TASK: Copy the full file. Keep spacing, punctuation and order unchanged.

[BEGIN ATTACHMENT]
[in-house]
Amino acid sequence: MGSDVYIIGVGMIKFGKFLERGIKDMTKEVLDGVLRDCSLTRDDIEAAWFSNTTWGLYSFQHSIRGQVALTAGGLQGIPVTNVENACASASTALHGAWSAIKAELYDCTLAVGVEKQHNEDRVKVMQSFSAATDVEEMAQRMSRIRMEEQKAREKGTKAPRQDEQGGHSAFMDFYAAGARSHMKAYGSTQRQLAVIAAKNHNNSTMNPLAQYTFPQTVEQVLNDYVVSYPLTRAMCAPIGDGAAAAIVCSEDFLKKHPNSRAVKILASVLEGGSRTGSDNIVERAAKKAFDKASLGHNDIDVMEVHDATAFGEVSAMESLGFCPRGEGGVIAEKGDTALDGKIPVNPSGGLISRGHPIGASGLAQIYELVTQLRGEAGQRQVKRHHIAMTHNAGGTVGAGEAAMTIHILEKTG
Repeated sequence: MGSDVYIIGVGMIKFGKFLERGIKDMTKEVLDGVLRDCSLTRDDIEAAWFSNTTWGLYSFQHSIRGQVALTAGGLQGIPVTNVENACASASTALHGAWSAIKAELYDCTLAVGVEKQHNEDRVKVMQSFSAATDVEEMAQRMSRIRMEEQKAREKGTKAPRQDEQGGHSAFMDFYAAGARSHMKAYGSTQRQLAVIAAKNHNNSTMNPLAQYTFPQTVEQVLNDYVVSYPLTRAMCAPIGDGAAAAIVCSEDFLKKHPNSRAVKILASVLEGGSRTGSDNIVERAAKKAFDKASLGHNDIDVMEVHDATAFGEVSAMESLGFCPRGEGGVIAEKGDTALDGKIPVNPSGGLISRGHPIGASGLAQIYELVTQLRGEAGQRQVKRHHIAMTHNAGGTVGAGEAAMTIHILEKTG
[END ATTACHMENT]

[in-house]
Amino acid sequence: MGSDVYIIGVGMIKFGKFLERGIKDMTKEVLDGVLRDCSLTRDDIEAAWFSNTTWGLYSFQHSIRGQVALTAGGLQGIPVTNVENACASASTALHGAWSAIKAELYDCTLAVGVEKQHNEDRVKVMQSFSAATDVEEMAQRMSRIRMEEQKAREKGTKAPRQDEQGGHSAFMDFYAAGARSHMKAYGSTQRQLAVIAAKNHNNSTMNPLAQYTFPQTVEQVLNDYVVSYPLTRAMCAPIGDGAAAAIVCSEDFLKKHPNSRAVKILASVLEGGSRTGSDNIVERAAKKAFDKASLGHNDIDVMEVHDATAFGEVSAMESLGFCPRGEGGVIAEKGDTALDGKIPVNPSGGLISRGHPIGASGLAQIYELVTQLRGEAGQRQVKRHHIAMTHNAGGTVGAGEAAMTIHILEKTG
Repeated sequence: MGSDVYIIGVGMIKFGKFLERGIKDMTKEVLDGVLRDCSLTRDDIEAAWFSNTTWGLYSFQHSIRGQVALTAGGLQGIPVTNVENACASASTALHGAWSAIKAELYDCTLAVGVEKQHNEDRVKVMQSFSAATDVEEMAQRMSRIRMEEQKAREKGTKAPRQDEQGGHSAFMDFYAAGARSHMKAYGSTQRQLAVIAAKNHNNSTMNPLAQYTFPQTVEQVLNDYVVSYPLTRAMCAPIGDGAAAAIVCSEDFLKKHPNSRAVKILASVLEGGSRTGSDNIVERAAKKAFDKASLGHNDIDVMEVHDATAFGEVSAMESLGFCPRGEGGVIAEKGDTALDGKIPVNPSGGLISRGHPIGASGLAQIYELVTQLRGEAGQRQVKRHHIAMTHNAGGTVGAGEAAMTIHILEKTG